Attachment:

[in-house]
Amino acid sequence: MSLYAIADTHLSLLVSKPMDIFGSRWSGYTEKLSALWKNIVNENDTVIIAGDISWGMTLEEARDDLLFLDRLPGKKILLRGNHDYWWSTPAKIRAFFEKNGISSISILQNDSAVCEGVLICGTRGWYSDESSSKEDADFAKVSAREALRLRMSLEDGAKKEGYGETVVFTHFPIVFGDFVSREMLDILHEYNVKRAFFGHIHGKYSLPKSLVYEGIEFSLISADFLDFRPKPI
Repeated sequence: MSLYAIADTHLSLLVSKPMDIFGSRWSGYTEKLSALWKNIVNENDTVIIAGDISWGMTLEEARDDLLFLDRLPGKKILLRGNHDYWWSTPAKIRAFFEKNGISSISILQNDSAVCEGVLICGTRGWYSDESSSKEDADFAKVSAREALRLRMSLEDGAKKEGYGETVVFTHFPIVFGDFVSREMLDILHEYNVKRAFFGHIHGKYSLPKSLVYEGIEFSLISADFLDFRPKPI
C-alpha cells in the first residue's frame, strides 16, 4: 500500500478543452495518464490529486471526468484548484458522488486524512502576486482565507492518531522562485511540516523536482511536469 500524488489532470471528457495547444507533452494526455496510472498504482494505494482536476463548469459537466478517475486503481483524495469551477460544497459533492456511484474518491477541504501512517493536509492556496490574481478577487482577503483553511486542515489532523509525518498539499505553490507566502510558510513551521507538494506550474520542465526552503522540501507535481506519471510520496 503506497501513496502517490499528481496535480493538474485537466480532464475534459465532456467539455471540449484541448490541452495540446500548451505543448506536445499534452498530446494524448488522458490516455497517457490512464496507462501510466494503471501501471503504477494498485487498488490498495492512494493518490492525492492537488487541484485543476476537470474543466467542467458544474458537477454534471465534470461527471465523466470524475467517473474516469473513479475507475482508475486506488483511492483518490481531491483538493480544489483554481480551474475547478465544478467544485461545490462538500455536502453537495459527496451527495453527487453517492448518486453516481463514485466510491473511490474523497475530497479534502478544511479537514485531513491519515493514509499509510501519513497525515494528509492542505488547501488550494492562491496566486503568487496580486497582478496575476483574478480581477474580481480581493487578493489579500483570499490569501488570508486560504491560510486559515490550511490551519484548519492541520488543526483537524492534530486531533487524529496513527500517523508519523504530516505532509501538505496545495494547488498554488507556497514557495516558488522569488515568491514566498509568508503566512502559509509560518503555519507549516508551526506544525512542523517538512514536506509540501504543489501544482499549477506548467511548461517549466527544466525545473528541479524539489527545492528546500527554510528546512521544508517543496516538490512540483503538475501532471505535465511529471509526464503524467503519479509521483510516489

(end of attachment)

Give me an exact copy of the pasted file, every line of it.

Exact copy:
[in-house]
Amino acid sequence: MSLYAIADTHLSLLVSKPMDIFGSRWSGYTEKLSALWKNIVNENDTVIIAGDISWGMTLEEARDDLLFLDRLPGKKILLRGNHDYWWSTPAKIRAFFEKNGISSISILQNDSAVCEGVLICGTRGWYSDESSSKEDADFAKVSAREALRLRMSLEDGAKKEGYGETVVFTHFPIVFGDFVSREMLDILHEYNVKRAFFGHIHGKYSLPKSLVYEGIEFSLISADFLDFRPKPI
Repeated sequence: MSLYAIADTHLSLLVSKPMDIFGSRWSGYTEKLSALWKNIVNENDTVIIAGDISWGMTLEEARDDLLFLDRLPGKKILLRGNHDYWWSTPAKIRAFFEKNGISSISILQNDSAVCEGVLICGTRGWYSDESSSKEDADFAKVSAREALRLRMSLEDGAKKEGYGETVVFTHFPIVFGDFVSREMLDILHEYNVKRAFFGHIHGKYSLPKSLVYEGIEFSLISADFLDFRPKPI
C-alpha cells in the first residue's frame, strides 16, 4: 500500500478543452495518464490529486471526468484548484458522488486524512502576486482565507492518531522562485511540516523536482511536469 500524488489532470471528457495547444507533452494526455496510472498504482494505494482536476463548469459537466478517475486503481483524495469551477460544497459533492456511484474518491477541504501512517493536509492556496490574481478577487482577503483553511486542515489532523509525518498539499505553490507566502510558510513551521507538494506550474520542465526552503522540501507535481506519471510520496 503506497501513496502517490499528481496535480493538474485537466480532464475534459465532456467539455471540449484541448490541452495540446500548451505543448506536445499534452498530446494524448488522458490516455497517457490512464496507462501510466494503471501501471503504477494498485487498488490498495492512494493518490492525492492537488487541484485543476476537470474543466467542467458544474458537477454534471465534470461527471465523466470524475467517473474516469473513479475507475482508475486506488483511492483518490481531491483538493480544489483554481480551474475547478465544478467544485461545490462538500455536502453537495459527496451527495453527487453517492448518486453516481463514485466510491473511490474523497475530497479534502478544511479537514485531513491519515493514509499509510501519513497525515494528509492542505488547501488550494492562491496566486503568487496580486497582478496575476483574478480581477474580481480581493487578493489579500483570499490569501488570508486560504491560510486559515490550511490551519484548519492541520488543526483537524492534530486531533487524529496513527500517523508519523504530516505532509501538505496545495494547488498554488507556497514557495516558488522569488515568491514566498509568508503566512502559509509560518503555519507549516508551526506544525512542523517538512514536506509540501504543489501544482499549477506548467511548461517549466527544466525545473528541479524539489527545492528546500527554510528546512521544508517543496516538490512540483503538475501532471505535465511529471509526464503524467503519479509521483510516489